Seldom does the core value of respect come to center stage in the corporate world as it did in a story I heard today.
The customer had a right to be very angry. The service they had contracted for was not delivered on time.
But how they responded was atrocious
Judy, the senior sales representative from the providing company was called in and told she had to fix the problem right away. No problem yet, we would all do something similar. What happened next was the height of disrespect.
The customer escorted her into an office, locked the door, gave her a phone and a glass of water and said “I am not letting you out of this room until you fix the problem.”
Fast forward. Judy’s first act was to call her boss, a senior vice-president for sales, to ask for his advice. Without hesitating he told her to inform the customer he would be there right away.
Half an hour later this sales executive was in a meeting room with the angry customer. The latter was as pleased as punch that he had managed to get someone at the head of the organization to come across town for a meeting so quickly.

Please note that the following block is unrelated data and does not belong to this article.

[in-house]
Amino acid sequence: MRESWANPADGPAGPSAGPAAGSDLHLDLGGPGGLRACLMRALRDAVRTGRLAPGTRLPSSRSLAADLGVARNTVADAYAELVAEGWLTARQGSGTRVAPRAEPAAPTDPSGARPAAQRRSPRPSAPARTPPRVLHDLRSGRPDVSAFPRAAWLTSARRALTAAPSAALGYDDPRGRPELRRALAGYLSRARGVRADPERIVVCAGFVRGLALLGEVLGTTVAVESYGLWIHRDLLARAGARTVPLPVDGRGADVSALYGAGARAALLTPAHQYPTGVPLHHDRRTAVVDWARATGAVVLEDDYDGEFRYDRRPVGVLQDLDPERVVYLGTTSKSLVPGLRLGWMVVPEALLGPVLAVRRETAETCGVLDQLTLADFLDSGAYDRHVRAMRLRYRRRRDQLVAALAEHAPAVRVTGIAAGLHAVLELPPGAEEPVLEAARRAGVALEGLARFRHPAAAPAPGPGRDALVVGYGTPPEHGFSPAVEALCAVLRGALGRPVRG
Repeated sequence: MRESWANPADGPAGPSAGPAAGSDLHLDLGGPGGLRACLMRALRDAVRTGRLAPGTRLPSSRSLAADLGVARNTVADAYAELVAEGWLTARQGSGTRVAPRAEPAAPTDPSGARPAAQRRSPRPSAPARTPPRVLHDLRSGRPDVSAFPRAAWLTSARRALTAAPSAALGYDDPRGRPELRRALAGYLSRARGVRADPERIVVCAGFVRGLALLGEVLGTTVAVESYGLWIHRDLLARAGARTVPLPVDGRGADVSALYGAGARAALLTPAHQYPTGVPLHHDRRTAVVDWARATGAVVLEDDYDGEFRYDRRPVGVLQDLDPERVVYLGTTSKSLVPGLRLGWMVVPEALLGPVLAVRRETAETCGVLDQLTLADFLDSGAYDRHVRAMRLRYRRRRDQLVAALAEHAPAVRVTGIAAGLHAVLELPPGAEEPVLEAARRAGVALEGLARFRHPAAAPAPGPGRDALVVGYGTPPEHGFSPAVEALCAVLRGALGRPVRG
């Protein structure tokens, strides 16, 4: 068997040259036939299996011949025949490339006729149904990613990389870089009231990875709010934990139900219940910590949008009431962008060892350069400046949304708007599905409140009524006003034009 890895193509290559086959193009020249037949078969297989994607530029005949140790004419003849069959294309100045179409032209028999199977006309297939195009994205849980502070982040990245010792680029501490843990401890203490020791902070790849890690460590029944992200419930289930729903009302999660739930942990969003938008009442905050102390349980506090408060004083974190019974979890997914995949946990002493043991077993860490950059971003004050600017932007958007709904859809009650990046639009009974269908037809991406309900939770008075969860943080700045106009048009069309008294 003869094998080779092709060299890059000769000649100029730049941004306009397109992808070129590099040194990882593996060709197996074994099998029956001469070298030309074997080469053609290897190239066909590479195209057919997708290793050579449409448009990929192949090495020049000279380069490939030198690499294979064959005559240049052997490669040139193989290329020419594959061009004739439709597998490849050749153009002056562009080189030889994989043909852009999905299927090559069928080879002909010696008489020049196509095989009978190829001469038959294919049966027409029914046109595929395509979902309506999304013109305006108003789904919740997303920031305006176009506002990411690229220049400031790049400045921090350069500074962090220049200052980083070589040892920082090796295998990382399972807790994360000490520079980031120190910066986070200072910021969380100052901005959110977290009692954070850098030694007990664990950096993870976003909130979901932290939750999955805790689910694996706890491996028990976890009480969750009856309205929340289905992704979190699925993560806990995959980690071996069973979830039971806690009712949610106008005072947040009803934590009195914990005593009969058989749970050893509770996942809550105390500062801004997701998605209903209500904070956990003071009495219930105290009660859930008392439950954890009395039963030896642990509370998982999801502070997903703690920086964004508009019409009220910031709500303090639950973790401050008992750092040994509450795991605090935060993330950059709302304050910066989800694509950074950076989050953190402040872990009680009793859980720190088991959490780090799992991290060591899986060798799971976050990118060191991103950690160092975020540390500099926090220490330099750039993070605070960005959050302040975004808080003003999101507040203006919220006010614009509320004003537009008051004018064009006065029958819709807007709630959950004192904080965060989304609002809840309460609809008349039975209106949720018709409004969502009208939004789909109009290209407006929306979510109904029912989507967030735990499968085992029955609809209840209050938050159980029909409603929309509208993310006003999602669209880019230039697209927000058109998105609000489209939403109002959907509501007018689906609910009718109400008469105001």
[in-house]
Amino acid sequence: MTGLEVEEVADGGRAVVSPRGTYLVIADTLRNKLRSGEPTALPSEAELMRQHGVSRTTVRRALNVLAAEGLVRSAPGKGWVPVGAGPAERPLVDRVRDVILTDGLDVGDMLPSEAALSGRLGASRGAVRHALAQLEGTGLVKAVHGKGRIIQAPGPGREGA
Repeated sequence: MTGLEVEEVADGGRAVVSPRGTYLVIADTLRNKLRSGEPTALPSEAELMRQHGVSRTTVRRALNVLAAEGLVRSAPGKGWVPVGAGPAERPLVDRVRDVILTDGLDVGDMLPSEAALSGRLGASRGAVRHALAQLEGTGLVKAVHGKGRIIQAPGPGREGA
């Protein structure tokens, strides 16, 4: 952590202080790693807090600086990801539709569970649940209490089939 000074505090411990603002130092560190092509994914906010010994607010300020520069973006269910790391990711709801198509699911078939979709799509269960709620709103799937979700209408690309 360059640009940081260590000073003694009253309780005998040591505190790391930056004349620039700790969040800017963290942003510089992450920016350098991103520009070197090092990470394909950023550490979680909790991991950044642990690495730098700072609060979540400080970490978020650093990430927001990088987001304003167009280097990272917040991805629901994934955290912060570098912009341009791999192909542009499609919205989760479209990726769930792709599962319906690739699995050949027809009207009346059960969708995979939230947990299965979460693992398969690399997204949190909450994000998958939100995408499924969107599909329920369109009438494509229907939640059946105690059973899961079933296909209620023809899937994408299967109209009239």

But what happened next took to customer completely by surprise. The executive said,
“Your anger at our not meeting contractual expectations is quite appropriate. But what is totally out of line is the way you treated my associate. I will not tolerate disrespect in any form. In my books human relationships are at the heart of business practice. I need you to apologize to Judy for the way you treated her.
After a period of uncomfortable silence the stunned customer stammered out an apology.
This story had a good ending. The customer service issue was resolved. It does not always turn out that way. Such a confrontation could lead to a loss of business.
However, the customer had a moral center that led to the apology.
What the executive told me was the clincher.
“I was willing on principle to lose the account. Respect for people is central to our company and myself. If I have to choose between respect and profit, respect wins hands down”
What is your view on how the executive responded to the customer?
How do you balance doing the right thing with doing well?
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